'Unforgivable' gives complexity and tumult their due. "Unforgivable" is, in part, a free-floating meditation on the distresses and exhilarations of being a parent.
The wonderful French director André Téchiné makes movies about people whose lives are perpetually in flux – the more fluctuations the better. In the human comedy, Téchiné seems to be saying, to his delight, nothing stays the same.
There is something exasperating and yet marvelous about Téchiné's approach, and this dichotomy is no more apparent than in his latest film, "Unforgivable," which is about a best-selling crime novelist whose personal life is as messy as his books are carefully plotted.
Francis (André Dussollier) has decided he needs a quiet refuge in which to write his new novel, and he finds it in the lush island of Sant'Erasmo off the Venice coast.
His real estate agent, Judith (Carole Bouquet), is a pristinely beautiful ex-model about 20 years his junior. Aging roué that he is, Francis decides she must be a part of the deal as well – as his housemate. When the movie abruptly shifts to the following summer, the two are not only living together but married.
The irony here is that Francis is so content in his newfound situation that he finds himself unable to write. (Love as an impediment to creativity – how French.) But not to worry. He will soon find himself in a series of misery-making predicaments, none of which, however, do much to jump-start his novel.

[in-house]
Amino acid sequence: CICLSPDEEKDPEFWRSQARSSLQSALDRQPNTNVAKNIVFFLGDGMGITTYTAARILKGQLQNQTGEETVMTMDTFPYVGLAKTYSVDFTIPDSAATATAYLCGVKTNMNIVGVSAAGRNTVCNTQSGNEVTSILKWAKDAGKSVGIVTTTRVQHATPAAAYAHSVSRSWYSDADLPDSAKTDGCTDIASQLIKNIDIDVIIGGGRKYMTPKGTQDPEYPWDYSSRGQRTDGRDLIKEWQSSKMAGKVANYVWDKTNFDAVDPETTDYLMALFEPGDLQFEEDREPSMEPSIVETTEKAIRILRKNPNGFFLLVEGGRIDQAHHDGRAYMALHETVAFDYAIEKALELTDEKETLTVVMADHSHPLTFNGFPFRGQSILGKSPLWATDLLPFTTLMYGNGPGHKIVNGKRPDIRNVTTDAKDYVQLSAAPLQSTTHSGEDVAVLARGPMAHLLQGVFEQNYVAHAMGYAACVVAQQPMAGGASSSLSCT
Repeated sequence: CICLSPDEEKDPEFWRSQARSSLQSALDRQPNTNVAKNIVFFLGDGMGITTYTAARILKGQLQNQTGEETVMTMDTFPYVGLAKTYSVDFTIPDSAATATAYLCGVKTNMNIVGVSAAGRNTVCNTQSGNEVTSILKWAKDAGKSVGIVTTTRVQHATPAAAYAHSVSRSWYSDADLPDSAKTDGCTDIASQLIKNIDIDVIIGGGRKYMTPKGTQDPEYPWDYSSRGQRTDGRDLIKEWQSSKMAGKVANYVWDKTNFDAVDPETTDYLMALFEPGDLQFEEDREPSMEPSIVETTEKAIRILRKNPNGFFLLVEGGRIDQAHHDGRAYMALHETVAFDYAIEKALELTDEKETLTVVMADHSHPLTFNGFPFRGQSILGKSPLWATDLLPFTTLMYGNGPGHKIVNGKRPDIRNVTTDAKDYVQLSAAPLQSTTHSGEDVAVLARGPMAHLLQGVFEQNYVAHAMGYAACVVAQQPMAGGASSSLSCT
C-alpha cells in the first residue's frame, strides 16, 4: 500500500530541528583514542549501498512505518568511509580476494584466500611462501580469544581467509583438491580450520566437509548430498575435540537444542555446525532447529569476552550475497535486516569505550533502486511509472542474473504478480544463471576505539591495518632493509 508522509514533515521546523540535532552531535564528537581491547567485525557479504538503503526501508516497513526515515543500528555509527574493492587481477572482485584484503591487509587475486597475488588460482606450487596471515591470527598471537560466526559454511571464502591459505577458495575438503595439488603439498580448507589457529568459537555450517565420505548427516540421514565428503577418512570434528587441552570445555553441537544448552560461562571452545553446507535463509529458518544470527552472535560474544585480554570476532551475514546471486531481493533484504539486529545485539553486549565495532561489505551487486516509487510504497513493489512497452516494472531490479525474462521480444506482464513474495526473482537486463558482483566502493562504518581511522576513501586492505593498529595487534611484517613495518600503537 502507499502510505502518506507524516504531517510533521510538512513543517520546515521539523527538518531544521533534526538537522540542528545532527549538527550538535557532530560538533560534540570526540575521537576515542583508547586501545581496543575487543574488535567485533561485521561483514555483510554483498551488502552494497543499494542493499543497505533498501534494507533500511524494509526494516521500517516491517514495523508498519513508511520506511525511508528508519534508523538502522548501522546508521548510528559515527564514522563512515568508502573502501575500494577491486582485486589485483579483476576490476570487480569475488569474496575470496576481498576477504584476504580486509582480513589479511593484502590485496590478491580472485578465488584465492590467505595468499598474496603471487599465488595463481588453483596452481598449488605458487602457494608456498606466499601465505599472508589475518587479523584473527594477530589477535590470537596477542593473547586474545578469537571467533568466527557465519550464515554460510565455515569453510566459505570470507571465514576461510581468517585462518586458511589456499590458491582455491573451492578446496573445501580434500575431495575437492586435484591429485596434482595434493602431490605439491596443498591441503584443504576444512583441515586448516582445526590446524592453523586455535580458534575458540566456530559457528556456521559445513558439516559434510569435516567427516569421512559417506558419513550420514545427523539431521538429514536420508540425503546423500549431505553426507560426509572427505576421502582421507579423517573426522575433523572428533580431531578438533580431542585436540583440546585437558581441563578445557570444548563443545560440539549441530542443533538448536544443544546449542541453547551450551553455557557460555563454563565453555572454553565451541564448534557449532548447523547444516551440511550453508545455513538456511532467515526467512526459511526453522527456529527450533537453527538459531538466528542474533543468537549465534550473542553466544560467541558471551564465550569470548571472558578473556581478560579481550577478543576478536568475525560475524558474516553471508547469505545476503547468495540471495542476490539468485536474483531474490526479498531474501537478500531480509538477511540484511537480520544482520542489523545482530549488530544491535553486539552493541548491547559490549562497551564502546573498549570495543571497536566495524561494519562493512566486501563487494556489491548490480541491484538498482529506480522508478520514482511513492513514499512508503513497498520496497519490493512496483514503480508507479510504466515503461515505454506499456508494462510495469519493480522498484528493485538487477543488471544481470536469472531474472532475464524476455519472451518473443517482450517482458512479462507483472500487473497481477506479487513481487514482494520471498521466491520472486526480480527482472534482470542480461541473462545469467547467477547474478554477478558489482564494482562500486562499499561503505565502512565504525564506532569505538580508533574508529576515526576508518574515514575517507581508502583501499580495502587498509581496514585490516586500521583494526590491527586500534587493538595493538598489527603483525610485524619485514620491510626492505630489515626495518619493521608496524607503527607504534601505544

Chief among these are his jealous suspicions over his wife and the disappearance of his troublesome daughter, Alice (Melanie Thierry), who arrives on the island with her young daughter and soon thereafter vanishes – most likely as a runaway with her impoverished aristocrat, heroin-dealing boyfriend (Andrea Pergolesi).
In case this isn't messy enough already, Francis hires a private detective, Anna Maria (Adriana Asti), who was once Judith's lover, to track down his daughter. And he pays Anna Maria's ex-con son Jérémie (Mauro Conte) to tail his wife and see if she is having an affair.